August 6, 2013 at 8:49 pm

        For me the best alternative to Opera is SeaMonkey, but I still use Firefox just because not all add-ons I like work with SeaMonkey.

        My default browser right now is Firefox, but I will switch either to PaleMoon or to SeaMonkey (all add-ons that work with FF are compatible with PaleMoon).

        • dragonmouth
          August 6, 2013 at 8:57 pm

          FYI, FF is the browser component of SeaMonkey.

        • smaragdus
          August 6, 2013 at 9:04 pm

          In contrast with Firefox, SeaMonkey developers haven't removed the status bar and the RSS icon from URL bar. For me SeaMonkey's GUI is far better than that of FF.

        • Devon
          August 12, 2013 at 11:45 pm

          Firefox = FX not FF

  14. Srivamsy G
    August 6, 2013 at 3:35 pm

    Downloading right away....Blink should give the much needed speed boost.

    • Matthew Hughes
      August 6, 2013 at 6:54 pm

      It's pretty speedy, I promise you that! Let me know what you think about it!

  15. Steven G
    August 6, 2013 at 3:04 pm

    I love testing new browsers. I have tested the Opera Browser in the past and was not excited about it. I am hoping that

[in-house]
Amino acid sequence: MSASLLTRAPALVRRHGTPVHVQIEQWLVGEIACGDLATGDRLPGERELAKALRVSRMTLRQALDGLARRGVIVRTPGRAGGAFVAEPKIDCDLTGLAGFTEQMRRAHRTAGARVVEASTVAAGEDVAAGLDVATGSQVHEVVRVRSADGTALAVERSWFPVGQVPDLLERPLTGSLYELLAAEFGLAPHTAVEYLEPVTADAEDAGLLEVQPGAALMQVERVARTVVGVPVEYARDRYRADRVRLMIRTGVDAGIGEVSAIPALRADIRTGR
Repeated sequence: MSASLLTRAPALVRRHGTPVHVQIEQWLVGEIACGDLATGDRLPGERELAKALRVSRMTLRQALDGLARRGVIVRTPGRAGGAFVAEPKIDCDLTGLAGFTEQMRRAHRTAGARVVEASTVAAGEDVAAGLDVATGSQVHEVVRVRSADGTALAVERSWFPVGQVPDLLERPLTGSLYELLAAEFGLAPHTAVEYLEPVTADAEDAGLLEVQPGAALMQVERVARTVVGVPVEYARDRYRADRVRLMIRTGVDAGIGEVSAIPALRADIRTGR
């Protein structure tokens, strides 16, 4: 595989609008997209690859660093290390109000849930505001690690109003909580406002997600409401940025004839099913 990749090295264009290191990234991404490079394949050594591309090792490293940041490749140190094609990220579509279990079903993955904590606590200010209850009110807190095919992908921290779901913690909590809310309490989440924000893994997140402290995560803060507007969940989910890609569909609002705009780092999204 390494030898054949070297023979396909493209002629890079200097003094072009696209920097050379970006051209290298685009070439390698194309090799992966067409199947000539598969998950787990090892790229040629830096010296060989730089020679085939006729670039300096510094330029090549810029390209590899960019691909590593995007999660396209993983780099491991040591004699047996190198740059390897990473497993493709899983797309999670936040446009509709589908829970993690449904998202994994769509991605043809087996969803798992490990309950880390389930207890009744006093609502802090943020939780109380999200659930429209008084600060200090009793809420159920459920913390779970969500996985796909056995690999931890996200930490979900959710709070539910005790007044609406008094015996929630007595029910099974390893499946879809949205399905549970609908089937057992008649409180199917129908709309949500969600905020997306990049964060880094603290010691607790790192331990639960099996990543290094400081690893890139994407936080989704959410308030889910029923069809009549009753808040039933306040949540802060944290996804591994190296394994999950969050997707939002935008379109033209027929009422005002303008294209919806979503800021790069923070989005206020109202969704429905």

• Matthew Hughes
      August 6, 2013 at 6:55 pm

      The new version of Opera is wildly different to the older ones. You might like it. Who knows!

  16. Ahmed K
    August 6, 2013 at 2:01 pm

    Opera is Faster/ because of server-side compression?
    Chrome and FF do use SPDY when its allowed.

    • Matthew H
      August 6, 2013 at 3:17 pm

      That's not the point I made. I said that it works well on slow networks because of Off Road Mode, and SPDY is a constituent component of that.


  17. dragonmouth
    August 6, 2013 at 1:18 pm

    As others have said, If I wanted Chrome, I would have downloaded Chrome. Opera used to have its own personality, now it is a Chrome wannabe. Opera sold out to Google.

    As for lightweight browsers, there's Midori and Arora.

    • Matthew H
      August 6, 2013 at 3:19 pm

      I used Midori when I was a Bodhi linux user. It's really good!

      For the most part, I don't think it was tenable for Opera to keep on using Preso when you consider the sheer momentum that Webkit was getting. I think moving to Blink was a very smart decision indeed. It was necessary for the browsers survival and continued relevance.

      • dragonmouth